5.  And I will allow that dark period of your early youth to remain in obscurity. You may with impunity, as far as I am concerned, have broken through walls in your youth, and plundered your neighbours, and beaten your mother. Your infamous character has this advantage, that the baseness of your youth is concealed by your obscurity and vileness. You stood for the quaestorship with Publius Sestius; while he was talking of nothing but the object which he had in view at the moment and you were constantly saying that you were thinking of obtaining a second consulship. I ask you this. Do you recollect when Publius Sestius was unanimously elected quaestor, that you then were named as the last quaestor, against the will of every one; not owing to the kindness which the people felt for you, but only to that of the consul?  In that magistracy, when the province of Ostia, down by the water's edge, had fallen to your lot, raising a great outcry at the time, were you not sent by me, as I was consul, to Puteoli, to prevent gold and silver being exported from thence? While occupied in the discharge of that duty, do you remember that, as you acted as if you supposed that you had been sent, not as a guardian to take care and keep the wealth at home, but as a carrier to distribute it, and as you in a most robber-like manner were examining into every one's house, and store, and ship, and harassing men occupied in business and in trade with most iniquitous law proceedings, frightening merchants as they disembarked from their ships, and delaying them as they were embarking,—do you recollect, I say, that violent hands were laid on you in Puteoli while you were present among the body of the Roman settlers? and that the complaints of the people of Puteoli were brought before me as consul? Do you recollect that after your quaestorship you went as lieutenant into the further Spain, Caius Cosconius being the proconsul? Do you recollect too, that though that journey into Spain is usually made by land, or if any one chooses to go by sea, there is a regular route by which they sail, you came into Sardinia, and from thence into Africa? Were you not in the kingdom of Hiempsal,—a proceeding on your part which was perfectly illegal without a decree of the senate to authorize it? Were you not in the kingdom of Mastanesosus?1 Did you not come to the strait by way of Mauritania? and did you ever hear of any lieutenant of any part of Spain before you who went to that province by that route?  You were made tribune of the people, (for why need I put questions to you about the iniquities and most sordid robberies which you committed in Spain?) I ask of you first in a general manner what description of dishonesty and wickedness did you omit to practise in your discharge of that office? And I now give you this warning,—not to mix up your own infamy with the high character of most eminent men. I, in whatever questions I put to you, will question you yourself only, and I will drag you forth not from the dignity of a great man, which you affect, but from your own obscurity and darkness. And all my weapons shall be directed at you in such a manner, that no one else shall be wounded (to use an expression of your own) through your side; my arrows shall stick in your lungs and in your entrails.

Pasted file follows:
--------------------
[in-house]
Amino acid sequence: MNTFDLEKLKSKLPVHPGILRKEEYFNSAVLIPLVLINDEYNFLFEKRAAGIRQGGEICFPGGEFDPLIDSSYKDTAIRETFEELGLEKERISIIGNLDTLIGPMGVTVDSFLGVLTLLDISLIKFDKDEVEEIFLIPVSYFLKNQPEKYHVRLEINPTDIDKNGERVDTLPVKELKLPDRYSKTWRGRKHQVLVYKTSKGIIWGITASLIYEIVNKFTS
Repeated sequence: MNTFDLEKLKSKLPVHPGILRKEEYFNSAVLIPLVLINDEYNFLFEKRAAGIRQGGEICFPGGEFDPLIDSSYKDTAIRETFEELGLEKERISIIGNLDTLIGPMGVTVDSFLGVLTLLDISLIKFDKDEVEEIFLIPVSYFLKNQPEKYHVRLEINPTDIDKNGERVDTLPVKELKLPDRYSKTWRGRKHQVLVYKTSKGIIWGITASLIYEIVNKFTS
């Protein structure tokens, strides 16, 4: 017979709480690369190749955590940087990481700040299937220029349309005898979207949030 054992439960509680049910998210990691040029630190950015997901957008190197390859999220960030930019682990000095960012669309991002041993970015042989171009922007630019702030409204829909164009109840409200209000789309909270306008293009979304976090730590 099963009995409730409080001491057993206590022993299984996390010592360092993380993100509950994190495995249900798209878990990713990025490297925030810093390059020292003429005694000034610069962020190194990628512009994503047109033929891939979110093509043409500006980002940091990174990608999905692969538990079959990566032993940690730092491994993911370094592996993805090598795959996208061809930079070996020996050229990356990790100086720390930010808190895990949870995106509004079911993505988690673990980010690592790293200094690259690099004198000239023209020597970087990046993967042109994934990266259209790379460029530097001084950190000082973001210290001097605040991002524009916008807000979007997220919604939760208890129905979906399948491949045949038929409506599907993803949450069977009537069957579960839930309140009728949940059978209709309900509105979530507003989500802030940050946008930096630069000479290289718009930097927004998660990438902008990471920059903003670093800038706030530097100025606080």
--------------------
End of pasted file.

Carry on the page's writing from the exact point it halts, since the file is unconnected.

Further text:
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THE SPEECH OF M. T. CICERO AGAINST PUBLIUS VATINIUS; CALLED ALSO, THE EXAMINATION OF PUBLIUS VATINIUS.
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